I have read many questions and comments in various forums including lds.org, and have yet to find someone else having the same thought about fasting that I have. Is the idea of refraining from fasting all together or partial abstaining, because of medical reasoning, simply a lack of faith? We are dealing with an omnipotent being that could easily take care of us during our fast time are we not? Thank you for your time!
At the most recent General Conference, President Eyring called the fast “a commandment with a wonderful promise for those in need and for us.” Nevertheless, fasting does not seem to be a well-understood principle among the Saints. This is partly a result of the times we live in. Our bodies were designed to endure periods of little or no food, and even go entirely without food for a few days at a time. Yet many people in our society today have literally never gone 24 hours without food, and the large majority really have no idea what it’s like to be truly hungry. We live in an amazing and blessed time in history, yet those blessings make us insensitive to what we have.
President Wilford Woodruff famously, or infamously, said:
It was remarked this morning that some people said they could not fast because it made their head ache. Well, I can fast, and so can any other man; and if it makes my head ache by keeping the commandments of God, let it ache.
Though this quote is fairly well-known among the Saints (most think it was Brigham Young who said it), many don’t realize that the “headache” part of fasting is generally not a permanent feature of the fast. When we begin fasting, we might get a headache the first two or three, or maybe ten or twelve, times we fast. Eventually, our bodies adjust to the lower blood sugar and other biological differences a fast makes, and we are fine. Fasting always demands some small price, even if it’s only a bit of weakness from not eating for a day. But that’s as it should be; fasting is supposed to be a sacrifice, the idea being that we give up something good (a day’s worth of food) for something much better.
But what of those of delicate health, for whom fasting would be a potential threat to their very lives? I quoted President Woodruff above. The very next sentence he spoke after those quoted above were:
There may be some people whose health is so delicate and fragile that they would be harmed by fasting for twenty-four hours. Such people are very, very rare; for the vast majority of us, our overall health could only improve by avoiding food for a day. I believe if the Saints, and indeed anyone else, fasted once a month, they would see real health benefits.
Of course, you and I can apply this to ourselves, and perhaps to some extent in our families. But it is rarely our place to tell others what their individual actions must be. My answer is designed to be a general overview, not a criticism of those who are afraid to fast.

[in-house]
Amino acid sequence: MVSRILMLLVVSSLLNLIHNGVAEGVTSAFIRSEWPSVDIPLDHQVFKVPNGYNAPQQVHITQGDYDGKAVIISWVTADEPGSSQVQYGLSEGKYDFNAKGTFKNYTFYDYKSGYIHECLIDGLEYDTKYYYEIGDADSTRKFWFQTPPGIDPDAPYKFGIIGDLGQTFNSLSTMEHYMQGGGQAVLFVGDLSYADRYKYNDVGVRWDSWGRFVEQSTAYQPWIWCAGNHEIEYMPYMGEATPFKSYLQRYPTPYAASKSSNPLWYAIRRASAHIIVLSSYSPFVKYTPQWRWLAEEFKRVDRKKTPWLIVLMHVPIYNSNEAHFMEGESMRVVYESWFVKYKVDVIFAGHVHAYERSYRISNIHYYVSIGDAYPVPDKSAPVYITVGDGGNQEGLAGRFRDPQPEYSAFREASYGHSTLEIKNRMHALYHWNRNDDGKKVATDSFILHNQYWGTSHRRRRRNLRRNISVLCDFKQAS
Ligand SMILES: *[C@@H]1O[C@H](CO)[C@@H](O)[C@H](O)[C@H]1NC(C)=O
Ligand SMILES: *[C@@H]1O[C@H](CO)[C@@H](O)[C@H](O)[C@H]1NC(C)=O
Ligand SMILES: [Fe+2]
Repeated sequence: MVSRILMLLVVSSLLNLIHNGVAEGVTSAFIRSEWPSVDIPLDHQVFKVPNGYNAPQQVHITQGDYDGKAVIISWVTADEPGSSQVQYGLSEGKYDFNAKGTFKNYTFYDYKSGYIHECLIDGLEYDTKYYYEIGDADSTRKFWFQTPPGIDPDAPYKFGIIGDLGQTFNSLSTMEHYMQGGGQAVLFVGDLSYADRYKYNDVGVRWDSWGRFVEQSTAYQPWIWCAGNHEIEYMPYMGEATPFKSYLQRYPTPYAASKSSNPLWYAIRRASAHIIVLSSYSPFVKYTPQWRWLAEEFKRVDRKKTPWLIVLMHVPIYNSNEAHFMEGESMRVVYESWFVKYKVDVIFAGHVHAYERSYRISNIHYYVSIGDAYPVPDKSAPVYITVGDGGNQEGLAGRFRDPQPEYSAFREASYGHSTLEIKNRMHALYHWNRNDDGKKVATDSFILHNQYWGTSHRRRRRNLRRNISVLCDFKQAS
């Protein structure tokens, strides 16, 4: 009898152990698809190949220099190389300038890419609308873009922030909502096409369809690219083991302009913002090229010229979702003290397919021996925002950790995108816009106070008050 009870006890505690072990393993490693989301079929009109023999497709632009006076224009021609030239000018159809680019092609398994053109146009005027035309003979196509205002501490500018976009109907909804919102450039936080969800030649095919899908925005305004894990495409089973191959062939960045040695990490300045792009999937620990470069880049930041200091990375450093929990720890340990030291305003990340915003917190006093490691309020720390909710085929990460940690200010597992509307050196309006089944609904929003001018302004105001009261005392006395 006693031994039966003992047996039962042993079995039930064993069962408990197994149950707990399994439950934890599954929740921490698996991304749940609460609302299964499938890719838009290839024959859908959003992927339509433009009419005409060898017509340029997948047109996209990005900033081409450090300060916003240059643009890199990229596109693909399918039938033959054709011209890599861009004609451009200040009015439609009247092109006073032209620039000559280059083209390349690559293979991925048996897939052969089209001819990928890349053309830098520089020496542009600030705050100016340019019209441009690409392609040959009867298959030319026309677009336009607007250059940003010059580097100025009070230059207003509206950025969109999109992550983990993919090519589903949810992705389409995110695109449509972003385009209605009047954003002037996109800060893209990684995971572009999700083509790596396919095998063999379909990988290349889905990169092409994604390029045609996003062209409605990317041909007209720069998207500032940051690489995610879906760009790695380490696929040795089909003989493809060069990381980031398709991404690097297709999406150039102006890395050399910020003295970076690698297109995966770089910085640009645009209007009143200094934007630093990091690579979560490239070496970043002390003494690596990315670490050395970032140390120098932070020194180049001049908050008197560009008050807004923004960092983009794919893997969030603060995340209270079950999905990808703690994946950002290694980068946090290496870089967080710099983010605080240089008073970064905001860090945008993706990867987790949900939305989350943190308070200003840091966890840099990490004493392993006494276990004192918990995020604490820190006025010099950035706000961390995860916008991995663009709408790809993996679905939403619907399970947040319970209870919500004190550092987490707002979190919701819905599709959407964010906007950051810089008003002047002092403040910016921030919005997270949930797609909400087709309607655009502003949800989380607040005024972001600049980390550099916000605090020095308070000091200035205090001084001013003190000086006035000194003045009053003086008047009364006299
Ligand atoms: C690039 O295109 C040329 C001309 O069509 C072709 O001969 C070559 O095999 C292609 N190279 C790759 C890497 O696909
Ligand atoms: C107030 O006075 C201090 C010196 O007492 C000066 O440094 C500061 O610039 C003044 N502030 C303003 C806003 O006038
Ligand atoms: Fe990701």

The blessings of the fast are real, and they are powerful, and they are numerous. But they come only to those who fast. Those few who truly cannot fast are not condemned for it, though of course they miss the blessings of fasting. But the rest of us ought to examine ourselves very carefully before declaring ourselves unfit to fast. We stand to miss out on some great and profound blessings because we refuse to obey the law of the fast on which they are predicated.
The Book of Mormon teaches of four sons of king Mosiah, who had been very wicked men but who repented and became men of outstanding faith and power, saying (Alma 17:3):
“They had given themselves to much prayer, and fasting; therefore they had the spirit of prophecy and the spirit of revelation, and when they taught, they taught with power and authority of God.”
Do we want the spirit of revelation and of prophecy? When we teach our children or fellow Saints or neighbors, or any other situation where we need to teach gospel truths, do we want to teach with power and authority of God? If so, the way is clear: We must do as the sons of Mosiah did, and give ourselves “to much prayer, and fasting”.
Many Saints seem not to have incorporated these powerful lessons in their lives. The Fast Sunday fast is often skipped over completely, or is done perhaps by skipping Sunday morning breakfast. But if we want the blessings promised, we need to be willing to follow the law upon which those blessings are predicated. This is a simple example of the law of sacrifice: We give up something we value to get something we will value more.
I began this answer by referring to President Eyring’s General Conference address. Please read that talk carefully, and use it as a springboard to your study on this topic. And fast! It will do you good if you learn to be powerful in fasting.